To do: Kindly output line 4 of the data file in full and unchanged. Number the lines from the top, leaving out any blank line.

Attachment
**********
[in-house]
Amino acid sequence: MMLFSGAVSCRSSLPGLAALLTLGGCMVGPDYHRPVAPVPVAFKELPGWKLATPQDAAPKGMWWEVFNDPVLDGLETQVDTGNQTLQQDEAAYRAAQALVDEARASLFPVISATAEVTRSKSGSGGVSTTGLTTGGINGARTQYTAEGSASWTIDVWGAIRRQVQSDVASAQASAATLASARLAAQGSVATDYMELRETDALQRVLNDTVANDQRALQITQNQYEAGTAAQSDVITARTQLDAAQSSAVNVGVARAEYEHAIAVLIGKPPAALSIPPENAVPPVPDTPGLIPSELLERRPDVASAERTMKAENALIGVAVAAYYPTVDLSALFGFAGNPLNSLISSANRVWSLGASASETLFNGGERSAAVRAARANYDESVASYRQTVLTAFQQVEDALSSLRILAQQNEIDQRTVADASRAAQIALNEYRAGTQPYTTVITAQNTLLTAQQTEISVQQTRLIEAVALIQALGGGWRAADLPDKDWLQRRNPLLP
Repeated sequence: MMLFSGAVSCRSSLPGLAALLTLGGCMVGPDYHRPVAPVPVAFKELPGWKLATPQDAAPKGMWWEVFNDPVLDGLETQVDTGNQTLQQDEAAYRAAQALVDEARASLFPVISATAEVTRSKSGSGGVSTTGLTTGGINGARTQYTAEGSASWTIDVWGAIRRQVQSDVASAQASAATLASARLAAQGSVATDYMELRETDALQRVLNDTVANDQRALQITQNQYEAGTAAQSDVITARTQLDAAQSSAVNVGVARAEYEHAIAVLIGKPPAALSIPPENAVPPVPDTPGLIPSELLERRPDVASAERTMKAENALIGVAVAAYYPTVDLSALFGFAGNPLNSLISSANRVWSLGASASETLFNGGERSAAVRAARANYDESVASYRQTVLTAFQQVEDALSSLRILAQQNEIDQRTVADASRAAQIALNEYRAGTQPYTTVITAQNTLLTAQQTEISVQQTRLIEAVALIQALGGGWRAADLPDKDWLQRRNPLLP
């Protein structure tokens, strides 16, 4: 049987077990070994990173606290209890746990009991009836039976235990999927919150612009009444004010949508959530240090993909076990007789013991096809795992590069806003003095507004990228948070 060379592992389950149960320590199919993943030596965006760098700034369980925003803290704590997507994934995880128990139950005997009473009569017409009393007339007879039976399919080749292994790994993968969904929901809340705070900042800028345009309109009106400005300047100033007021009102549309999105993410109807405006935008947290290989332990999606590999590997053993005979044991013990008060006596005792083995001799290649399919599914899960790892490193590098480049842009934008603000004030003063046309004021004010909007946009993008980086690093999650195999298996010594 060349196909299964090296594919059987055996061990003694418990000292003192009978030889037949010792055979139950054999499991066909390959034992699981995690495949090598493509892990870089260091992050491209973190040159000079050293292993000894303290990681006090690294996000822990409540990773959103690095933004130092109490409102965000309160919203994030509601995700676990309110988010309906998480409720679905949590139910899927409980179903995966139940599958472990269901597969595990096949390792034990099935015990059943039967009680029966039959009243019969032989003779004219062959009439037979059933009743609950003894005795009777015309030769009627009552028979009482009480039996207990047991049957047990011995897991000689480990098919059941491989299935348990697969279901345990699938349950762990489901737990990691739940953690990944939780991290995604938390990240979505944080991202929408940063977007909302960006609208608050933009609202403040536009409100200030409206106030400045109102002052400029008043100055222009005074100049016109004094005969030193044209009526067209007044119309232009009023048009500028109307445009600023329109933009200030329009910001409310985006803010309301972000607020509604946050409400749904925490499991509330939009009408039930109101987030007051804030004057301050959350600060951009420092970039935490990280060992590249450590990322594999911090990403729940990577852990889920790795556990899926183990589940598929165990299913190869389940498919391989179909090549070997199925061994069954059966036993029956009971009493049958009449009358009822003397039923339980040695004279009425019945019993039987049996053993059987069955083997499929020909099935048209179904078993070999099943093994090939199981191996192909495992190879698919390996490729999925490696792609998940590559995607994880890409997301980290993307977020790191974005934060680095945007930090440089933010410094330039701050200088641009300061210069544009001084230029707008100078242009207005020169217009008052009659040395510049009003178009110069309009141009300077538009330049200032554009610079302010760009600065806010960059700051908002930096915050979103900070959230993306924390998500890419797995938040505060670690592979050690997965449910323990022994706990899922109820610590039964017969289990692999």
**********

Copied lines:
């Protein structure tokens, strides 16, 4: 049987077990070994990173606290209890746990009991009836039976235990999927919150612009009444004010949508959530240090993909076990007789013991096809795992590069806003003095507004990228948070 060379592992389950149960320590199919993943030596965006760098700034369980925003803290704590997507994934995880128990139950005997009473009569017409009393007339007879039976399919080749292994790994993968969904929901809340705070900042800028345009309109009106400005300047100033007021009102549309999105993410109807405006935008947290290989332990999606590999590997053993005979044991013990008060006596005792083995001799290649399919599914899960790892490193590098480049842009934008603000004030003063046309004021004010909007946009993008980086690093999650195999298996010594 060349196909299964090296594919059987055996061990003694418990000292003192009978030889037949010792055979139950054999499991066909390959034992699981995690495949090598493509892990870089260091992050491209973190040159000079050293292993000894303290990681006090690294996000822990409540990773959103690095933004130092109490409102965000309160919203994030509601995700676990309110988010309906998480409720679905949590139910899927409980179903995966139940599958472990269901597969595990096949390792034990099935015990059943039967009680029966039959009243019969032989003779004219062959009439037979059933009743609950003894005795009777015309030769009627009552028979009482009480039996207990047991049957047990011995897991000689480990098919059941491989299935348990697969279901345990699938349950762990489901737990990691739940953690990944939780991290995604938390990240979505944080991202929408940063977007909302960006609208608050933009609202403040536009409100200030409206106030400045109102002052400029008043100055222009005074100049016109004094005969030193044209009526067209007044119309232009009023048009500028109307445009600023329109933009200030329009910001409310985006803010309301972000607020509604946050409400749904925490499991509330939009009408039930109101987030007051804030004057301050959350600060951009420092970039935490990280060992590249450590990322594999911090990403729940990577852990889920790795556990899926183990589940598929165990299913190869389940498919391989179909090549070997199925061994069954059966036993029956009971009493049958009449009358009822003397039923339980040695004279009425019945019993039987049996053993059987069955083997499929020909099935048209179904078993070999099943093994090939199981191996192909495992190879698919390996490729999925490696792609998940590559995607994880890409997301980290993307977020790191974005934060680095945007930090440089933010410094330039701050200088641009300061210069544009001084230029707008100078242009207005020169217009008052009659040395510049009003178009110069309009141009300077538009330049200032554009610079302010760009600065806010960059700051908002930096915050979103900070959230993306924390998500890419797995938040505060670690592979050690997965449910323990022994706990899922109820610590039964017969289990692999």